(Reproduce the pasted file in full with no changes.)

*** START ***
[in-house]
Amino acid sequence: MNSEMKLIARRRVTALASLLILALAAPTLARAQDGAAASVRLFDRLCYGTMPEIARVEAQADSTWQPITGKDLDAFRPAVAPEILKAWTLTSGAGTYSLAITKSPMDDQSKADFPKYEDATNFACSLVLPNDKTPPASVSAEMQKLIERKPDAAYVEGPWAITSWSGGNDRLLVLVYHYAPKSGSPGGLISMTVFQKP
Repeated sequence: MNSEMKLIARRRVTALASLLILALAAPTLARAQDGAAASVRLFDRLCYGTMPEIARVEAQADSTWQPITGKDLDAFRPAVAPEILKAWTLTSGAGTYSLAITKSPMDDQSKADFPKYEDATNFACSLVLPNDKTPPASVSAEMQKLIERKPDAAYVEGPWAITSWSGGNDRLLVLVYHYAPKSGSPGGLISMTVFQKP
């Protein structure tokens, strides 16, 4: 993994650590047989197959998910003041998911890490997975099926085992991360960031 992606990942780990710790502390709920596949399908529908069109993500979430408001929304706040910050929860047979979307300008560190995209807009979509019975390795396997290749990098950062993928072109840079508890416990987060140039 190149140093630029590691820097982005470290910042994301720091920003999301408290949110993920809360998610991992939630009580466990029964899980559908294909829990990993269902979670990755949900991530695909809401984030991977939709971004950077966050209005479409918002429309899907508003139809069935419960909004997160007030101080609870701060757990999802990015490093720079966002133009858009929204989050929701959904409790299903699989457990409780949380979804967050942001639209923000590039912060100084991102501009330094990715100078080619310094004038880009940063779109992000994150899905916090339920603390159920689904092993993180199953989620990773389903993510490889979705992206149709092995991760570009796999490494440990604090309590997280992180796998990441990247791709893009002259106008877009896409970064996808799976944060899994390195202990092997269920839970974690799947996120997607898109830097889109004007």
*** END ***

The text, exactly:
[in-house]
Amino acid sequence: MNSEMKLIARRRVTALASLLILALAAPTLARAQDGAAASVRLFDRLCYGTMPEIARVEAQADSTWQPITGKDLDAFRPAVAPEILKAWTLTSGAGTYSLAITKSPMDDQSKADFPKYEDATNFACSLVLPNDKTPPASVSAEMQKLIERKPDAAYVEGPWAITSWSGGNDRLLVLVYHYAPKSGSPGGLISMTVFQKP
Repeated sequence: MNSEMKLIARRRVTALASLLILALAAPTLARAQDGAAASVRLFDRLCYGTMPEIARVEAQADSTWQPITGKDLDAFRPAVAPEILKAWTLTSGAGTYSLAITKSPMDDQSKADFPKYEDATNFACSLVLPNDKTPPASVSAEMQKLIERKPDAAYVEGPWAITSWSGGNDRLLVLVYHYAPKSGSPGGLISMTVFQKP
């Protein structure tokens, strides 16, 4: 993994650590047989197959998910003041998911890490997975099926085992991360960031 992606990942780990710790502390709920596949399908529908069109993500979430408001929304706040910050929860047979979307300008560190995209807009979509019975390795396997290749990098950062993928072109840079508890416990987060140039 190149140093630029590691820097982005470290910042994301720091920003999301408290949110993920809360998610991992939630009580466990029964899980559908294909829990990993269902979670990755949900991530695909809401984030991977939709971004950077966050209005479409918002429309899907508003139809069935419960909004997160007030101080609870701060757990999802990015490093720079966002133009858009929204989050929701959904409790299903699989457990409780949380979804967050942001639209923000590039912060100084991102501009330094990715100078080619310094004038880009940063779109992000994150899905916090339920603390159920689904092993993180199953989620990773389903993510490889979705992206149709092995991760570009796999490494440990604090309590997280992180796998990441990247791709893009002259106008877009896409970064996808799976944060899994390195202990092997269920839970974690799947996120997607898109830097889109004007």